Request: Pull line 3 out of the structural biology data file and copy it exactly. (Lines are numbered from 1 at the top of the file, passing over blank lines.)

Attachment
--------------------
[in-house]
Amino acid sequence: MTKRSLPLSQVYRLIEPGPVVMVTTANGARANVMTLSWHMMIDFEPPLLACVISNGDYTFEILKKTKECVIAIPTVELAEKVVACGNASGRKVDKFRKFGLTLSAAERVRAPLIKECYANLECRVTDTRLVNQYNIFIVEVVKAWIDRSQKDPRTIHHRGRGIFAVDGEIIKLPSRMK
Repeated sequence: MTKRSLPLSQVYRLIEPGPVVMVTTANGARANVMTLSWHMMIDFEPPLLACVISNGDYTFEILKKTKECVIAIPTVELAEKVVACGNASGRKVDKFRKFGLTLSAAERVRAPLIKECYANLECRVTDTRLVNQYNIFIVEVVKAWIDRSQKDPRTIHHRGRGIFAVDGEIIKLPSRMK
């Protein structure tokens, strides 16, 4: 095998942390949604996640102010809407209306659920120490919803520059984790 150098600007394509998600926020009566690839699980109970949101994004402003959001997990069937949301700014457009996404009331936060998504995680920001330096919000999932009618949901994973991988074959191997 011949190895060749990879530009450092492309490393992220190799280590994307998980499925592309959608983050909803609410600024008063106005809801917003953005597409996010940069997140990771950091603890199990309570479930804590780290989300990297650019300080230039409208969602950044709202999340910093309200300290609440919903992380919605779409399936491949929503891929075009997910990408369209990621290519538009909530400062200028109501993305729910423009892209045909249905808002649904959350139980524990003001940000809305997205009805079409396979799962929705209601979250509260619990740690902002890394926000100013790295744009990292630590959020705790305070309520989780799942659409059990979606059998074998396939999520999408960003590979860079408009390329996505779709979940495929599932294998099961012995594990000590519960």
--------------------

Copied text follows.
Repeated sequence: MTKRSLPLSQVYRLIEPGPVVMVTTANGARANVMTLSWHMMIDFEPPLLACVISNGDYTFEILKKTKECVIAIPTVELAEKVVACGNASGRKVDKFRKFGLTLSAAERVRAPLIKECYANLECRVTDTRLVNQYNIFIVEVVKAWIDRSQKDPRTIHHRGRGIFAVDGEIIKLPSRMK